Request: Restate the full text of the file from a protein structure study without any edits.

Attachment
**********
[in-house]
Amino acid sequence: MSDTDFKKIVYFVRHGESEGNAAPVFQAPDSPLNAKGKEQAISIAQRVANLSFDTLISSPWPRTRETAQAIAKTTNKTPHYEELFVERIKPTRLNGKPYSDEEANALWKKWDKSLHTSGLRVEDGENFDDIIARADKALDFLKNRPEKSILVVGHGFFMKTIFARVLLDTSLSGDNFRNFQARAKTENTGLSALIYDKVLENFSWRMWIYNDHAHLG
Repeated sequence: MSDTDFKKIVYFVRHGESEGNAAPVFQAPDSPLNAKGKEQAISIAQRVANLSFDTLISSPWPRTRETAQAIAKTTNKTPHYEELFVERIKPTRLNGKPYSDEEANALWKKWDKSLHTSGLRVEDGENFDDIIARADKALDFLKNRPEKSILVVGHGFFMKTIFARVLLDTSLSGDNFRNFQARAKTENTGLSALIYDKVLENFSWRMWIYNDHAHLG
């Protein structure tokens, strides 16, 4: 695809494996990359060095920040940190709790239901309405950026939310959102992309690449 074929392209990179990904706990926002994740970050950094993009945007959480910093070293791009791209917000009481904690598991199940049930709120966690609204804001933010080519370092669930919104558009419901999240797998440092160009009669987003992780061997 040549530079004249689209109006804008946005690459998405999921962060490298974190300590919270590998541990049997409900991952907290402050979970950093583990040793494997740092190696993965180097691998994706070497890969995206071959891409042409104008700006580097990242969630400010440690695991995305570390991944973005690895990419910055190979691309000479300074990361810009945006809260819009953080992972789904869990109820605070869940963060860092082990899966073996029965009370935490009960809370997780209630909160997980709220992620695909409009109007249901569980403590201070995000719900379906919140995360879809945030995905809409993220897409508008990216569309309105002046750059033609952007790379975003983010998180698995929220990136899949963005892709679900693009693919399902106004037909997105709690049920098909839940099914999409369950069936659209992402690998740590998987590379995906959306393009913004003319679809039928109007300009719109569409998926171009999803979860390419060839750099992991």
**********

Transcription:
[in-house]
Amino acid sequence: MSDTDFKKIVYFVRHGESEGNAAPVFQAPDSPLNAKGKEQAISIAQRVANLSFDTLISSPWPRTRETAQAIAKTTNKTPHYEELFVERIKPTRLNGKPYSDEEANALWKKWDKSLHTSGLRVEDGENFDDIIARADKALDFLKNRPEKSILVVGHGFFMKTIFARVLLDTSLSGDNFRNFQARAKTENTGLSALIYDKVLENFSWRMWIYNDHAHLG
Repeated sequence: MSDTDFKKIVYFVRHGESEGNAAPVFQAPDSPLNAKGKEQAISIAQRVANLSFDTLISSPWPRTRETAQAIAKTTNKTPHYEELFVERIKPTRLNGKPYSDEEANALWKKWDKSLHTSGLRVEDGENFDDIIARADKALDFLKNRPEKSILVVGHGFFMKTIFARVLLDTSLSGDNFRNFQARAKTENTGLSALIYDKVLENFSWRMWIYNDHAHLG
């Protein structure tokens, strides 16, 4: 695809494996990359060095920040940190709790239901309405950026939310959102992309690449 074929392209990179990904706990926002994740970050950094993009945007959480910093070293791009791209917000009481904690598991199940049930709120966690609204804001933010080519370092669930919104558009419901999240797998440092160009009669987003992780061997 040549530079004249689209109006804008946005690459998405999921962060490298974190300590919270590998541990049997409900991952907290402050979970950093583990040793494997740092190696993965180097691998994706070497890969995206071959891409042409104008700006580097990242969630400010440690695991995305570390991944973005690895990419910055190979691309000479300074990361810009945006809260819009953080992972789904869990109820605070869940963060860092082990899966073996029965009370935490009960809370997780209630909160997980709220992620695909409009109007249901569980403590201070995000719900379906919140995360879809945030995905809409993220897409508008990216569309309105002046750059033609952007790379975003983010998180698995929220990136899949963005892709679900693009693919399902106004037909997105709690049920098909839940099914999409369950069936659209992402690998740590998987590379995906959306393009913004003319679809039928109007300009719109569409998926171009999803979860390419060839750099992991």